Thursday, April 4, 2024

Q&A with Christina Wilsdon




Christina Wilsdon is the author of the new children's picture book Swallows Swirl. Her many other books include For Horse-Crazy Girls Only. She lives in the Pacific Northwest.


Q: What inspired you to write Swallows Swirl?

A: I think the idea first hatched when I was a little girl and saw Canada geese flying high in an autumn sky, honking and forming their classic V-shape pattern; I was told that they were "flying south for the winter."


Of course, I had no idea back then that I would ever write a book, that I'd ever be a birder, or even that I lived in the northeastern United States, let alone what this "south" place was.


But in reading about the great advances in the study of birds and migration over the past few decades, I recalled this snippet of memory. 


I thought it was fascinating how the birds we think of as "our" birds have this whole other life on their wintering grounds--and likewise, people in the southern hemisphere would consider these same birds as "their" birds that are just on loan to us in the north for a while.


And that's how the girl in the story came to be. Originally, I'd thought I'd be focusing on one bird and its migration experience.


Q: What do you think Jess Mason’s illustrations add to the story?


A: The illustrations do far more than add to the story, they tell a story of their own! They depict the swooping and diving, dipping and darting of swallow flight and depict the changing of the seasons.


But there are also details that deepen the subject in thought-provoking ways.


For example, on the page where the girl is in bed as winter sets in, you can see a pattern on the wall. Is it the shadow of the tree outside, or is it a dreamy rendition of the reeds and grasses where the migrating swallows are bedding down for the night on the next spread?


Then there's the swallow nest that's fallen off the shed into the snow, symbolizing the birds' absence.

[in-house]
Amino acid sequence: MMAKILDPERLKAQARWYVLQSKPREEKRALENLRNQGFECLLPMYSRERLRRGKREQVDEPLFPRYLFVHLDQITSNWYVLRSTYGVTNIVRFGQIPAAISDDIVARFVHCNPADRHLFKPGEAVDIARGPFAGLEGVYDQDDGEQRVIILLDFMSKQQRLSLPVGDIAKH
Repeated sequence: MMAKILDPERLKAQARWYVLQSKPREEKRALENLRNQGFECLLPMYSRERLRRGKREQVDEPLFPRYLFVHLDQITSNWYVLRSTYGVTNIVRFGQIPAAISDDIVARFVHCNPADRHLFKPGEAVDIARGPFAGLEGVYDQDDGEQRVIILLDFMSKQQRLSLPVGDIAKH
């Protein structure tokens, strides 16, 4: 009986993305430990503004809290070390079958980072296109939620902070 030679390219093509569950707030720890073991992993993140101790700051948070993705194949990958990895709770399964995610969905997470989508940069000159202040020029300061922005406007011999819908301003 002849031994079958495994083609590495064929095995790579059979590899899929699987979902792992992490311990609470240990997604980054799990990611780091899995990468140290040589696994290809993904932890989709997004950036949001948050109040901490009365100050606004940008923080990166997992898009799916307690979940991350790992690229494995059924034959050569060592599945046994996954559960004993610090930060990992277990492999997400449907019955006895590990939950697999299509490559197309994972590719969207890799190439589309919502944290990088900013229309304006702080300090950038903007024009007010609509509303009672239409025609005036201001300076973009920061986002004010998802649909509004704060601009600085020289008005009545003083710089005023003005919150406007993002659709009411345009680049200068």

And though it's not mentioned what the people harvesting in the South American field think of the swallows, the illustration gets across the notion that there are people in the swallows' southern range, with all their own observations about the birds.


Q: Did you need to do any research to write the book, and if so, did you learn anything that especially surprised you?


A: I did loads of research, reading any book and article I could find about barn swallows. I also asked a scientist who studies barn swallows, David Winkler, to review the manuscript in case I'd made any glaring errors. He was very kind and helpful.

The most surprising fact I learned was that some barn swallows have altered their migratory and breeding behavior in recent decades. 


Barn swallows in the western hemisphere have always migrated to points south in winter (our winter, but summer in the southern hemisphere) and migrated to Central and North America for the breeding season.


But now it appears that a population of barn swallows in Argentina have really switched things up. About 30 years ago, birds in this population began nesting in Argentina and raising young--in February, on their "wintering grounds" and outside of the expected breeding season.

Though these swallows haven't given up migrating. They just go about it differently. When winter sets in in South America, they fly north for the winter to warmer regions in South America near the equator. Then they go back to Argentina for the summer breeding season. Apparently they've given up their vacation homes in North and Central America for good!


Q: What do you hope kids take away from the book?


A: I hope that they enjoy the story and marvel at the illustrations. I also hope the story inspires them to notice the birds around them, and how our "backyard birds" all lead remarkable lives--whether or not they stick around for the winter or vanish for months on end. And that birds, oblivious to our human-created borders, weave the world together in a beautiful way.


I hope this book and all the other wonderful books about wildlife contribute to understanding the importance of healthy habitat on both ends of birds' migratory pathways as well as all the stopover sites along the way.


Q: What are you working on now?


A: Another picture book--this time about a small mammal who doesn't migrate anywhere at all.


Q: Anything else we should know?


A: Barn swallows really will swoop and swirl around you if you walk across a big grassy field in spring or summer. That happened to me one time and it was like walking through some enchanted fairy tale setting.


At least, it was enchanting for me. To the birds, I was just a large creature who stirred up insects from the grass with every step--insects they could snatch up as I walked by.


--Interview with Deborah Kalb

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